The National Association of Pension Funds has called on Lord Hutton to introduce career average schemes as part of his review of public sector pensions.
The NAPF says the move would be the best way to keep schemes going in the wake of rising costs as well as protecting the interests of lower-paid workers.
Lord Hutton, who will publish his final report in time for the 2011 Budget, has already indicated that he would recommend this policy as part of his initial findings in October this year.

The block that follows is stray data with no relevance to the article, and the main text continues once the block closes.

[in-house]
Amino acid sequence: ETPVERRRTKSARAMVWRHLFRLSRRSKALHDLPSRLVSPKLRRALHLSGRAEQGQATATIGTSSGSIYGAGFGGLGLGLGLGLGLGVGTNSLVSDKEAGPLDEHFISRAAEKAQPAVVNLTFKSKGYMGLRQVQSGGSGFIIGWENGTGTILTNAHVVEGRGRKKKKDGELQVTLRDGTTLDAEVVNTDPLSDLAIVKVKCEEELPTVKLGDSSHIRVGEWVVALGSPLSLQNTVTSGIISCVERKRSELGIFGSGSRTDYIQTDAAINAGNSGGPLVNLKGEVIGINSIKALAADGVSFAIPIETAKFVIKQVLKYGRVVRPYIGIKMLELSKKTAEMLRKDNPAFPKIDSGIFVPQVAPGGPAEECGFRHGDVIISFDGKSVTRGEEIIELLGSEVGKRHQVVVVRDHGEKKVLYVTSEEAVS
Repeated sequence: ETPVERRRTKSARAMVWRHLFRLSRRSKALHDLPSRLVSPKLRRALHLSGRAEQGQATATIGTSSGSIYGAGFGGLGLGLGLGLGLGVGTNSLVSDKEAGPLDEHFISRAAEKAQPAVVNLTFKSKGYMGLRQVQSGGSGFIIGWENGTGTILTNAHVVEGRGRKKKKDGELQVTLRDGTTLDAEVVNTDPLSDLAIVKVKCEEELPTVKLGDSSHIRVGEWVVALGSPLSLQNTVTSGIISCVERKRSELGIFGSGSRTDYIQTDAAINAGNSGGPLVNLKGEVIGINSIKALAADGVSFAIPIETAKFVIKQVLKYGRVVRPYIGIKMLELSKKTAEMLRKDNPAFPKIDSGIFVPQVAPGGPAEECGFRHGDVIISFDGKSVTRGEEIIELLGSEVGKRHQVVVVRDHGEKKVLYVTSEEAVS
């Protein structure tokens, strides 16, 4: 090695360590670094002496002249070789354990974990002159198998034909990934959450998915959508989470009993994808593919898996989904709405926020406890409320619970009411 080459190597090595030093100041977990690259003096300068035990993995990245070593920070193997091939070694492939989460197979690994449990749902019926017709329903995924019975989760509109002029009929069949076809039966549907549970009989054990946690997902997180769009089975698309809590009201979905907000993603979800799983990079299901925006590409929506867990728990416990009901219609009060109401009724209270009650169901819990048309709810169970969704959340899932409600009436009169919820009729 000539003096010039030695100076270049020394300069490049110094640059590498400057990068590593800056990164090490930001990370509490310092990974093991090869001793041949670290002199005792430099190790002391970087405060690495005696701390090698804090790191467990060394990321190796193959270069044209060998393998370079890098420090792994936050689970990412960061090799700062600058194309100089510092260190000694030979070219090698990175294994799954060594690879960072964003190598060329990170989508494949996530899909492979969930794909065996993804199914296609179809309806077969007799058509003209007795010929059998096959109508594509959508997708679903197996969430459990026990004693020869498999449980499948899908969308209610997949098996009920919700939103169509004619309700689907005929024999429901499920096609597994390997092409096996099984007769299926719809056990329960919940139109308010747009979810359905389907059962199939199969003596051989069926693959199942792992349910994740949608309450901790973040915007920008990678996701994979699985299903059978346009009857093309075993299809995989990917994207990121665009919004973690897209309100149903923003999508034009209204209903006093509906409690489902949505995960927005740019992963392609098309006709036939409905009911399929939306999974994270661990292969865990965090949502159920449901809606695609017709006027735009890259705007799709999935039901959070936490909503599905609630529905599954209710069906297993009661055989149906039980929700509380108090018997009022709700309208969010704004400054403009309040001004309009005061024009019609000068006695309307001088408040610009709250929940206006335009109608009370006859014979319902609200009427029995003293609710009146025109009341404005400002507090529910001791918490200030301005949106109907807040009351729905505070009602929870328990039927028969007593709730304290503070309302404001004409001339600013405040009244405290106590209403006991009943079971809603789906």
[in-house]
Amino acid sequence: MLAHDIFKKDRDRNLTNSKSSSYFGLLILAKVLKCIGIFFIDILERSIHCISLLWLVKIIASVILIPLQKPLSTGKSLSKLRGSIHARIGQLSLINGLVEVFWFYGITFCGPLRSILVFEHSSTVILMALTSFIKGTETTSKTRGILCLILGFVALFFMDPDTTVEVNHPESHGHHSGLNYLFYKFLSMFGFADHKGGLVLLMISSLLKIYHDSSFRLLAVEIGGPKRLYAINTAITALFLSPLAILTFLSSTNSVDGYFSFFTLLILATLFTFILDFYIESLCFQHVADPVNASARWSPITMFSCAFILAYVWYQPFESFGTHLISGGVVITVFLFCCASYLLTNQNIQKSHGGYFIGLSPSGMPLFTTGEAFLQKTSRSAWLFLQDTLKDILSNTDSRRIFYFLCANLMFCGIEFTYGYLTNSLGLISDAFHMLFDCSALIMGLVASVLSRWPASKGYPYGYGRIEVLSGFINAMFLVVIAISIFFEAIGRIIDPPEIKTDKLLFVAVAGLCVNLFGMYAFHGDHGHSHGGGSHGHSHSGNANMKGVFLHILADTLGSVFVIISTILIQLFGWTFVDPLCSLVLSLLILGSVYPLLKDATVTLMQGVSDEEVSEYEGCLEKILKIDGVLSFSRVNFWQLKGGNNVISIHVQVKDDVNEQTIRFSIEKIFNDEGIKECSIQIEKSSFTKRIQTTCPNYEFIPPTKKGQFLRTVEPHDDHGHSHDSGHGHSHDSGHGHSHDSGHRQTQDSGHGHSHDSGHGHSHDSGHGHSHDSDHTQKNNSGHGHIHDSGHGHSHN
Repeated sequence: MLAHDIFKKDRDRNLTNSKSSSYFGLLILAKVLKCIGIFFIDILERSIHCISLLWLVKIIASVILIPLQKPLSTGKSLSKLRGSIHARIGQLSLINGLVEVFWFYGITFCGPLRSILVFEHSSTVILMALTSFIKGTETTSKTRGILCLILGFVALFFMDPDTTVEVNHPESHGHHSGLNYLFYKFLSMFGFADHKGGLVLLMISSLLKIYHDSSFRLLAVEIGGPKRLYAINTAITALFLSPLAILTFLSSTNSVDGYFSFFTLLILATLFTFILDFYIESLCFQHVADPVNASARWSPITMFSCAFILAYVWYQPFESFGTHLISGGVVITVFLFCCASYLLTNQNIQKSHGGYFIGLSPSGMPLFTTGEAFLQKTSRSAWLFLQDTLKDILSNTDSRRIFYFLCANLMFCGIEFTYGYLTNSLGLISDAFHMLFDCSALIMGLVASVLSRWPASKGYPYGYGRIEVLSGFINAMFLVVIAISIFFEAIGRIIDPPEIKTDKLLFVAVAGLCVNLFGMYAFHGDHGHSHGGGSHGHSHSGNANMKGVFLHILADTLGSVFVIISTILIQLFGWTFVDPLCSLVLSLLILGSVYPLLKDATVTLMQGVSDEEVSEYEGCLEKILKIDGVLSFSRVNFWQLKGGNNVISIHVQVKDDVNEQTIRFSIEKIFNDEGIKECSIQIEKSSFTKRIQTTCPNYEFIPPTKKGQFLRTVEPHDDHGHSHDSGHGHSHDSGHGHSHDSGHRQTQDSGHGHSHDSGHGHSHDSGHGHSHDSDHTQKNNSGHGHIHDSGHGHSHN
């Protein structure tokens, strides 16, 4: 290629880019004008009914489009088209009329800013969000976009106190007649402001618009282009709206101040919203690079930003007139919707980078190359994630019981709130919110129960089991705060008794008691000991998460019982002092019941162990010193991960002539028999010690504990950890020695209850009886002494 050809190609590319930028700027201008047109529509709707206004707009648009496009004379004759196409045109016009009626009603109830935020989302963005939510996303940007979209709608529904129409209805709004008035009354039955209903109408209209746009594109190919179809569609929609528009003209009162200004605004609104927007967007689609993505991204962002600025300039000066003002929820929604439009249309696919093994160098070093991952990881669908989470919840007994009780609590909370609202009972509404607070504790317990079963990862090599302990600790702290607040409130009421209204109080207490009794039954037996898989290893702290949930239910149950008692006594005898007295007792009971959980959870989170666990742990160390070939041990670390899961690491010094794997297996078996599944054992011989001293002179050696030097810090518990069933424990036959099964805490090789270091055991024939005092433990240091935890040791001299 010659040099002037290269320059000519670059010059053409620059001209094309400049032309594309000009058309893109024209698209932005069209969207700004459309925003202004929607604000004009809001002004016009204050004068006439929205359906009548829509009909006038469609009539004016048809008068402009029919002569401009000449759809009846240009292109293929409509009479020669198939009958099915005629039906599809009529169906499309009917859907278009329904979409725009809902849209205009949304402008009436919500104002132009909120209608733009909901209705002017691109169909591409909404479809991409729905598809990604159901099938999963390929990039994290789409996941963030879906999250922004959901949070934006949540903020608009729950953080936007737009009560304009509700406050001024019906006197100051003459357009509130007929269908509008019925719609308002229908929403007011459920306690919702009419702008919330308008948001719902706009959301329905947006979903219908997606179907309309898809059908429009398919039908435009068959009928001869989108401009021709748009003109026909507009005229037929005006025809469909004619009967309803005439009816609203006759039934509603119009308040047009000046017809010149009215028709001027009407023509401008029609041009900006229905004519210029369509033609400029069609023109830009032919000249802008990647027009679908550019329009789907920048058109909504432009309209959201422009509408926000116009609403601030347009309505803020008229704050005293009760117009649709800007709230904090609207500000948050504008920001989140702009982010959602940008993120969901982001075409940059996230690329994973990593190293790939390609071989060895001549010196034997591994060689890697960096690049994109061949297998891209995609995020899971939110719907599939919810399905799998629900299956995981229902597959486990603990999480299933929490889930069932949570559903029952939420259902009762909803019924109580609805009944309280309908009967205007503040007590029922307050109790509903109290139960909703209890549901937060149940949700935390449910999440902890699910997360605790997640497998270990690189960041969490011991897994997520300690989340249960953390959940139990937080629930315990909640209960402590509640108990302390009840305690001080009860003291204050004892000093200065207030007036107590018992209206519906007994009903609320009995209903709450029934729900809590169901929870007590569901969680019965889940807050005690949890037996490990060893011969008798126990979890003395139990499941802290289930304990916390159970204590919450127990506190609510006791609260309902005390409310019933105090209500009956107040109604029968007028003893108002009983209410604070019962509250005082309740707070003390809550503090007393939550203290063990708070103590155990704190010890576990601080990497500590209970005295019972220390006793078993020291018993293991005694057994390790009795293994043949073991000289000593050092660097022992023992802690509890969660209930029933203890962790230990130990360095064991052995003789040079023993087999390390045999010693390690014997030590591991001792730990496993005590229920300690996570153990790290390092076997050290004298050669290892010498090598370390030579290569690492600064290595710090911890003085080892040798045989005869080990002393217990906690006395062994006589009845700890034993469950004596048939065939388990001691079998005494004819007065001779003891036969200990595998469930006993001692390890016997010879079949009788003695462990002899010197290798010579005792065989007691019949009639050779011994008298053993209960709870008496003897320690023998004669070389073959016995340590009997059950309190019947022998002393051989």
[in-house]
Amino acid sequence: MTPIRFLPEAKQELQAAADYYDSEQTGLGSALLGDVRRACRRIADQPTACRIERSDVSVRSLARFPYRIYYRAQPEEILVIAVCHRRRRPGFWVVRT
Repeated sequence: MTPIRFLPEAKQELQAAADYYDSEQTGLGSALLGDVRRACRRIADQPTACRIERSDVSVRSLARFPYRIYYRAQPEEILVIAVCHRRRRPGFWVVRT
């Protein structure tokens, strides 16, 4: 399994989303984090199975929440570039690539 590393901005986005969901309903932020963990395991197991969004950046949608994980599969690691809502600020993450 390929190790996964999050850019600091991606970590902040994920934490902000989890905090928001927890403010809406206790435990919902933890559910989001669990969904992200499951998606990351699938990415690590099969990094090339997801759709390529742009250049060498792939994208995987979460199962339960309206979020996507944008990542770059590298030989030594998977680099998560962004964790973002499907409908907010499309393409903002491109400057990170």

Most public servants are currently in final-salary pension schemes, which take into account the number of years a person makes contributions to their pension as well as their salary at retirement. The career average move would result in a build-up of assets through a workers salary during their employment. It is thought that the career average option would in most cases be lower than a final salary scheme.
NAPF chief executive Joanne Segars says: “Career average pensions are the most promising option for providing a sustainable, affordable and fairer public sector pensions system,”
“While it will reduce the costs of public sector pensions, it will also protect lower-paid workers who don’t usually have significant salary spikes late in their careers.”